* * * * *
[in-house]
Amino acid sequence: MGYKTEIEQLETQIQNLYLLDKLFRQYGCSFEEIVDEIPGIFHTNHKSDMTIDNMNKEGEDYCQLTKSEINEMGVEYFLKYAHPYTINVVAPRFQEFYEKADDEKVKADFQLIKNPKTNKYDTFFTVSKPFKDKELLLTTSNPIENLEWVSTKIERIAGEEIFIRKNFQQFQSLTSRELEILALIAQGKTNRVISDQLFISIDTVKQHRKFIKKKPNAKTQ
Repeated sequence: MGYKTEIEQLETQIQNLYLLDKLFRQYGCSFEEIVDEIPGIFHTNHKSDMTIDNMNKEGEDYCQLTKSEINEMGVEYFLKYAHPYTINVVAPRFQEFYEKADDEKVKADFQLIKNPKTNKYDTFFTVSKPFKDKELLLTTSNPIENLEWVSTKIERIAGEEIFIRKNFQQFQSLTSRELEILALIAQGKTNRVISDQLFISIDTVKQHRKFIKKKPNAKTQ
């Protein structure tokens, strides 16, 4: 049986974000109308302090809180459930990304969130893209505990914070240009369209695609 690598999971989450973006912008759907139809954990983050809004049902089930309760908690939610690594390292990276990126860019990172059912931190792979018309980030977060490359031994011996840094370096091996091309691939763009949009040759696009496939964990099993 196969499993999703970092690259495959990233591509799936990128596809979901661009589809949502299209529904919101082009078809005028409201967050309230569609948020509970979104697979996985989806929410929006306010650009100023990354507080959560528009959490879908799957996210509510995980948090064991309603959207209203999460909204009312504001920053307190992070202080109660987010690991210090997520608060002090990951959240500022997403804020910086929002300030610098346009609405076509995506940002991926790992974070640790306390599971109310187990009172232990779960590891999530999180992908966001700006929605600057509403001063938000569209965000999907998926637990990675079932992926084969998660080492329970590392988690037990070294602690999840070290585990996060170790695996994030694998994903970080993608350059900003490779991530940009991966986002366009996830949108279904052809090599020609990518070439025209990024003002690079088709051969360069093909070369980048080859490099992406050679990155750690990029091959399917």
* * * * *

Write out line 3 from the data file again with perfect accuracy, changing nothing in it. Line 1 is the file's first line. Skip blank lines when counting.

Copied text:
Repeated sequence: MGYKTEIEQLETQIQNLYLLDKLFRQYGCSFEEIVDEIPGIFHTNHKSDMTIDNMNKEGEDYCQLTKSEINEMGVEYFLKYAHPYTINVVAPRFQEFYEKADDEKVKADFQLIKNPKTNKYDTFFTVSKPFKDKELLLTTSNPIENLEWVSTKIERIAGEEIFIRKNFQQFQSLTSRELEILALIAQGKTNRVISDQLFISIDTVKQHRKFIKKKPNAKTQ